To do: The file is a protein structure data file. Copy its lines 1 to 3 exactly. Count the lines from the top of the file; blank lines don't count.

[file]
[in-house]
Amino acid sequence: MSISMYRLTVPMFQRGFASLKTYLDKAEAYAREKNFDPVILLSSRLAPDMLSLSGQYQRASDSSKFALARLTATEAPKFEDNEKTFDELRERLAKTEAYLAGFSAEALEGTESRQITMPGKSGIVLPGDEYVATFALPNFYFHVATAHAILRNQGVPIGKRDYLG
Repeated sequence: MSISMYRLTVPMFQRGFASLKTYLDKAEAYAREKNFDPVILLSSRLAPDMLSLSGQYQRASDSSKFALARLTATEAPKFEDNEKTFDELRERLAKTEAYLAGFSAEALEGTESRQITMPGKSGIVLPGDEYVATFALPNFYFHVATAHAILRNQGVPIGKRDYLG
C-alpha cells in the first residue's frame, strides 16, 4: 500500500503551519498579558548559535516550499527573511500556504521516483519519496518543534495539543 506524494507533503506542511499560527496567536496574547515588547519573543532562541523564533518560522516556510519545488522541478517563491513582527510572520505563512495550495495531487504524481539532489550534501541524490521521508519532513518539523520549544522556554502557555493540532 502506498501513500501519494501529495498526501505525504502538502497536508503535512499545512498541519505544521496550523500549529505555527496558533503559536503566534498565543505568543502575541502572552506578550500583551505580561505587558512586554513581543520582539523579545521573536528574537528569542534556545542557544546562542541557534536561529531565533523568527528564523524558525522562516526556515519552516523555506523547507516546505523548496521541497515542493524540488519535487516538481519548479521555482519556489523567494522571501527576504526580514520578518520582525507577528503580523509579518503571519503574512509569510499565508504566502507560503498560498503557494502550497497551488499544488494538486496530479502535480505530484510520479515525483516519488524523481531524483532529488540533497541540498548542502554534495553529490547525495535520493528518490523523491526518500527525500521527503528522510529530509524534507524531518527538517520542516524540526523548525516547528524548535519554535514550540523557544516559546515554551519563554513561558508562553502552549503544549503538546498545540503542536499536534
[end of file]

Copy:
[in-house]
Amino acid sequence: MSISMYRLTVPMFQRGFASLKTYLDKAEAYAREKNFDPVILLSSRLAPDMLSLSGQYQRASDSSKFALARLTATEAPKFEDNEKTFDELRERLAKTEAYLAGFSAEALEGTESRQITMPGKSGIVLPGDEYVATFALPNFYFHVATAHAILRNQGVPIGKRDYLG
Repeated sequence: MSISMYRLTVPMFQRGFASLKTYLDKAEAYAREKNFDPVILLSSRLAPDMLSLSGQYQRASDSSKFALARLTATEAPKFEDNEKTFDELRERLAKTEAYLAGFSAEALEGTESRQITMPGKSGIVLPGDEYVATFALPNFYFHVATAHAILRNQGVPIGKRDYLG